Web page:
clock menu more-arrow no yes

Filed under:

Five Burning Questions with Coug Center

New, 1 comment

CougCenter: Nothing. I think he's too tall and strong for Porter and too savvy for any of your other young guards. But that puts him in good company -- he dropped 31 on Darren Collison and UCLA and just scored 23 on Venoy Overton, Justin Dentmon and Washington. He's just become such an all-around threat. He's done a much better job of taking makeable shots, and giving up the ball when they aren't there. And trust me -- nobody wants to go to a third consective Tournament than him, so he's going to give you all he's got.

ATQ: Given your article here, do you think the Cougs met expectations for this season? Do they still have some work to do in order to get there? How does this play into your hopes for next season?

CougCenter: This season has been one of ebb and flow. That piece, after the first four games, was during a time of flow, as the Cougs blew out some really terrible opponents, and looked darn good doing it. But once we got into the tougher portion of the nonconference schedule, we ebbed -- our veterans proved they weren't athletic enough to keep up with more talented teams, but the more athletic freshmen just weren't ready to contribute heavily yet. That continued sort of back and forth as the freshmen would work their way into the rotation, then play themselves out, until this late-season run, when they've finally forced Tony's hand with some great play. I think it was a pretty normal outcome with so many new faces, and it's pretty safe to say we all wish the regular season was about two weeks longer.

Because of that, I think they generally met our expectations. Most Coug fans at the beginning of the year thought a third consecutive Tournament appearance would be a stretch and the NIT was our most likely destination. That's exactly where we're at. As for next year ... boy, our freshman have grown up a lot, but it's going to be tough without Rochestie and Aron Baynes. We might be in for another NIT-type season, but two years from now? Watch out, Pac-10.

ATQ: Considering their 7th place finish in the Pac-10, are the Cougars better, worse or about right as far as the Pac-10 rankings?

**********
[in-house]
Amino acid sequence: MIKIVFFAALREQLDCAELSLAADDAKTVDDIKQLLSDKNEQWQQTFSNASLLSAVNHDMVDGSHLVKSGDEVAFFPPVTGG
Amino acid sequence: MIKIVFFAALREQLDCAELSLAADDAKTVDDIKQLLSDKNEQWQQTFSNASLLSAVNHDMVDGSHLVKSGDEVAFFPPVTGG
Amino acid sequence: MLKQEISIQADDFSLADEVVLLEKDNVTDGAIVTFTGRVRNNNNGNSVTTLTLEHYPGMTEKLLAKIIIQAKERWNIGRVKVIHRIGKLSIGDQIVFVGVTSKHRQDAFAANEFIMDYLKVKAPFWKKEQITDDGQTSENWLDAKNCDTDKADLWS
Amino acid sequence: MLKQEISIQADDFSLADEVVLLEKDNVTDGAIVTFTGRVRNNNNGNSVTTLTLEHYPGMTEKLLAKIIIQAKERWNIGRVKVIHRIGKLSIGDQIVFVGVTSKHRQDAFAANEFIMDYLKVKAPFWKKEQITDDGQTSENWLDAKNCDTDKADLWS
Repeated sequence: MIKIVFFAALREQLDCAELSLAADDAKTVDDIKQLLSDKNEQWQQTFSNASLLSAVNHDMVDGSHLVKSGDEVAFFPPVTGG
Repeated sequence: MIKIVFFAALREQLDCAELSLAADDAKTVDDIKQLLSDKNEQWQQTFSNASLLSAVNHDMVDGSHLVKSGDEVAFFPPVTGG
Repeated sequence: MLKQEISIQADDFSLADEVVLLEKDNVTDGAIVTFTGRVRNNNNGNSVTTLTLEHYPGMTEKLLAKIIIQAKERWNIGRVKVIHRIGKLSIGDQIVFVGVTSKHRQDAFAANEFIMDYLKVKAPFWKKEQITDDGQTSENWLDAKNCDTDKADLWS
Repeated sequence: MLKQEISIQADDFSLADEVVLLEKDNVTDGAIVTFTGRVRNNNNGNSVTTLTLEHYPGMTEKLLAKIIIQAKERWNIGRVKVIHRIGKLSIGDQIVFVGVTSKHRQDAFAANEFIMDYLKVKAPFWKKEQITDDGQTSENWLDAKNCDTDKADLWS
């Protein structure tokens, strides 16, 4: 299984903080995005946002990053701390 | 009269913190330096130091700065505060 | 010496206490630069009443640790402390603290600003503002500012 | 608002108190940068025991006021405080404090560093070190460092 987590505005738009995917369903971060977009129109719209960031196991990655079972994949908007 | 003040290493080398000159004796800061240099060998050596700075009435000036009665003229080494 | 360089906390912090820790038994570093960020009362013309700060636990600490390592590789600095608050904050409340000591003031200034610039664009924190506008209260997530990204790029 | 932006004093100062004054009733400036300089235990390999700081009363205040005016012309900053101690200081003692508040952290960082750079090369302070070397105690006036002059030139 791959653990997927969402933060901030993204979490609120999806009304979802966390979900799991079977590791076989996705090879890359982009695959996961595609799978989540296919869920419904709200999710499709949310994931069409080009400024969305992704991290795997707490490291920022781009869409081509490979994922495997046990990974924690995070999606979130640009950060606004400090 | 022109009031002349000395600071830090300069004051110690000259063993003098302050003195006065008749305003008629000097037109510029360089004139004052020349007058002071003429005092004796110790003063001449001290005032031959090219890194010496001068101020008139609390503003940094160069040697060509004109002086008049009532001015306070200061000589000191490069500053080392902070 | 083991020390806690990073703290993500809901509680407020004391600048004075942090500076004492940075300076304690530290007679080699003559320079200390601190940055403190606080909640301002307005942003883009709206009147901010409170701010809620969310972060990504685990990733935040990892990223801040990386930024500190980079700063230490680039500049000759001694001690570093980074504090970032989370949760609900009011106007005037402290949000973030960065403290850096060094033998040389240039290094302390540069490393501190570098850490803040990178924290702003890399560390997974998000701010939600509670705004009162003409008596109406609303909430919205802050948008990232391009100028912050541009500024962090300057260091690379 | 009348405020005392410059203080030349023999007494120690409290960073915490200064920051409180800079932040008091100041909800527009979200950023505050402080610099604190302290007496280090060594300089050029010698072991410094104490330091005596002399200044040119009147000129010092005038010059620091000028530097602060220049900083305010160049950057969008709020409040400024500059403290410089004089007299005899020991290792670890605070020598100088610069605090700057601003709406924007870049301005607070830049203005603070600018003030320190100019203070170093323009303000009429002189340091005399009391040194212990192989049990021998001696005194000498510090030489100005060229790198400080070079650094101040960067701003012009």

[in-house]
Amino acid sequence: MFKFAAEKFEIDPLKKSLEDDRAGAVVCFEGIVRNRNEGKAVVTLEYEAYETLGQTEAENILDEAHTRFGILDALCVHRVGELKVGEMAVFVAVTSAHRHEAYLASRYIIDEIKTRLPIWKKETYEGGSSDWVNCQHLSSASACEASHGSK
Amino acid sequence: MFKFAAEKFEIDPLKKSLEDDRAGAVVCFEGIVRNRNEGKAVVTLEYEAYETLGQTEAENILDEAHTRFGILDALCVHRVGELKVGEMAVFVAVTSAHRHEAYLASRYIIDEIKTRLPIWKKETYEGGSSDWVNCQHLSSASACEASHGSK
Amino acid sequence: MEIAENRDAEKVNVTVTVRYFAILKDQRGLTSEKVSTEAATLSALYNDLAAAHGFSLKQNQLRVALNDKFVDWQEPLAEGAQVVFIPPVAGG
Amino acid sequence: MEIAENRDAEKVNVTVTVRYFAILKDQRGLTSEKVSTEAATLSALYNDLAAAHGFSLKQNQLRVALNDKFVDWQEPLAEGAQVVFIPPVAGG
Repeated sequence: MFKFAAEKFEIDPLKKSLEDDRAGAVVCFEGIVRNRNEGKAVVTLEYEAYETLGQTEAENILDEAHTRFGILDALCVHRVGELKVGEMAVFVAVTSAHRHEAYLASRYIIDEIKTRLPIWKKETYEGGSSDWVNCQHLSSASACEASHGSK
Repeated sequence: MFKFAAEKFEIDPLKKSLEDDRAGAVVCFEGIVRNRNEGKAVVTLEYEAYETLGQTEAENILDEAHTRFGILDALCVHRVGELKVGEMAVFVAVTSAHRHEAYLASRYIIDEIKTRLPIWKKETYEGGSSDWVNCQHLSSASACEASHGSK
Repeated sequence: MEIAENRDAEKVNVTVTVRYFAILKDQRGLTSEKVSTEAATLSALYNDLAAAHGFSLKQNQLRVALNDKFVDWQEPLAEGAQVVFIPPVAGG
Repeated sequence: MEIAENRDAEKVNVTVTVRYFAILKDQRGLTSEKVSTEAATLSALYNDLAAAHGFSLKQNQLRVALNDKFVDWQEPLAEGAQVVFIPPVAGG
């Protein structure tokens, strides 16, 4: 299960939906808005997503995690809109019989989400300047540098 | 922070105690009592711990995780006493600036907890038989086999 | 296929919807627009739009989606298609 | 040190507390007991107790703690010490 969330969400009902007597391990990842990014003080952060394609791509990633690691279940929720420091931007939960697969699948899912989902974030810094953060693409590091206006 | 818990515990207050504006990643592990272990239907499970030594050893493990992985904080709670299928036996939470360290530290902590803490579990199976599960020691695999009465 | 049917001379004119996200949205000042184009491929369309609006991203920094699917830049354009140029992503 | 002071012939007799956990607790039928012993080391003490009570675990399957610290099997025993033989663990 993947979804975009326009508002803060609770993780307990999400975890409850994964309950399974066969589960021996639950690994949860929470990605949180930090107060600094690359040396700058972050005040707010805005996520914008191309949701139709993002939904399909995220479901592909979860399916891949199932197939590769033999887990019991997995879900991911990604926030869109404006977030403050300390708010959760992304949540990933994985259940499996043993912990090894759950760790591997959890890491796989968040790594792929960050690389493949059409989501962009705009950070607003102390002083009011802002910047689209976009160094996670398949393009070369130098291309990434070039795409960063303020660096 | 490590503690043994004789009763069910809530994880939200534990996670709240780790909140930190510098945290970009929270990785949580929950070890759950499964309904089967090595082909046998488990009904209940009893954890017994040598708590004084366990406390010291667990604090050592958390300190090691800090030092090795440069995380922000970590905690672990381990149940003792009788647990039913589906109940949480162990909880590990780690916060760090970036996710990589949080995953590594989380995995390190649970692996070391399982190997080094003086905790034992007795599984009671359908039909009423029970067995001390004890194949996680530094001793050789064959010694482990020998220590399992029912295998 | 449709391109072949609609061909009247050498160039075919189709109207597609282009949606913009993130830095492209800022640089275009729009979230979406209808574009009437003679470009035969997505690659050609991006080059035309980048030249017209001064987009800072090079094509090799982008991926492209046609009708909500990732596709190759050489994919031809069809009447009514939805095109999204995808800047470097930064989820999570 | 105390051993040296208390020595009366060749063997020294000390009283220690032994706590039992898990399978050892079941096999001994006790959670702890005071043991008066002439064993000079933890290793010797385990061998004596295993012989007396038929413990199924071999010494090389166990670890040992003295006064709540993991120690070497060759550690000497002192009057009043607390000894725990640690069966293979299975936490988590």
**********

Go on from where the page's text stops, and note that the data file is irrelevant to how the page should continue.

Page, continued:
CougCenter: In terms of how they're playing right now? They're better than that, and the difference is the contributions of freshmen Marcus Capers and DeAngelo Casto, who seemed to finally grow up overnight about three weeks ago. When on the floor, they give the Cougs a great mix of veteran savvy and youthful energy (and athleticism) that make them very dangerous. They still make mistakes -- Capers and Thompson getting themselves into foul trouble on Saturday comes to mind -- but their positive contributions are outweighing their mistakes at this point, something we couldn't say earlier.

ATQ: What are some ways that the Ducks can get Washington State out of their comfort zone offensively and defensively?

CougCenter: Offensively: There's really only two ways to beat the pack defense -- hit a lot of 3s and try to get in transition. The first is why Oregon had so much success against WSU for a few years there, but obviously these Ducks aren't the shooters of previous years. If you can get hot from outside, you've got a chance. The second is really only doable if you can force WSU into a lot of missed shots -- it's hard enough to run on WSU, but it's practically impossible to do it when you're pulling the ball out of the basket.

Defensively: Take a page out of Washington's book. Get the ball out of Rochestie's hands as much as possible and try to deny the passes to Klay Thompson. Double team Aron Baynes before he has a chance to make a move in the post and get Dunigan into foul trouble. Funnel the ball to lesser offensive options such as Caleb Forrest and Nik Koprivica, entice them to shoot/drive, contest their shots, and hope they both have off nights. Of course, this all is much easier if you have tenacious perimeter defenders such as Venoy Overton and Justin Dentmon, and long interior double-teamers such as Justin Holiday, Darnell Gant and Matthew Bryan-Amaning, but it's a plan that can work.